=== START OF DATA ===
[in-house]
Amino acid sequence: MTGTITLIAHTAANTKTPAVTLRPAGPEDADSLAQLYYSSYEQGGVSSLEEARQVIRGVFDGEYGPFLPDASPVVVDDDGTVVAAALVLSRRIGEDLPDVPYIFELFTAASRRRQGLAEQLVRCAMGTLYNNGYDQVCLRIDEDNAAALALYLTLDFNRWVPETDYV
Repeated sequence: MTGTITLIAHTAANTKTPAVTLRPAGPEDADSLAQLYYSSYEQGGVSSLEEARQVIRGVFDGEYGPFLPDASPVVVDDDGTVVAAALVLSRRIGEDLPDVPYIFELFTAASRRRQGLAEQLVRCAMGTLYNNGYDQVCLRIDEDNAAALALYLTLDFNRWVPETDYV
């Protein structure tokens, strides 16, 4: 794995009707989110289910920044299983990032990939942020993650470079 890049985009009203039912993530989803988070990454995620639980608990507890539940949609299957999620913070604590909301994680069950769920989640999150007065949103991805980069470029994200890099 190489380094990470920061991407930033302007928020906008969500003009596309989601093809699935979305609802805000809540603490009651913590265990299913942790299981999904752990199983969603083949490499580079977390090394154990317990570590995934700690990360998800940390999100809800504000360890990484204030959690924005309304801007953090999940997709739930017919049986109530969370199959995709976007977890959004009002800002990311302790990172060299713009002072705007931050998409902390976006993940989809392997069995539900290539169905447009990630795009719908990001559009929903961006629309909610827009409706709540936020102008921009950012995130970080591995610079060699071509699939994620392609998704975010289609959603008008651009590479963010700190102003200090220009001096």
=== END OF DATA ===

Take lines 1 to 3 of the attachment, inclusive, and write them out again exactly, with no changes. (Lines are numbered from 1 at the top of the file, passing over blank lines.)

[in-house]
Amino acid sequence: MTGTITLIAHTAANTKTPAVTLRPAGPEDADSLAQLYYSSYEQGGVSSLEEARQVIRGVFDGEYGPFLPDASPVVVDDDGTVVAAALVLSRRIGEDLPDVPYIFELFTAASRRRQGLAEQLVRCAMGTLYNNGYDQVCLRIDEDNAAALALYLTLDFNRWVPETDYV
Repeated sequence: MTGTITLIAHTAANTKTPAVTLRPAGPEDADSLAQLYYSSYEQGGVSSLEEARQVIRGVFDGEYGPFLPDASPVVVDDDGTVVAAALVLSRRIGEDLPDVPYIFELFTAASRRRQGLAEQLVRCAMGTLYNNGYDQVCLRIDEDNAAALALYLTLDFNRWVPETDYV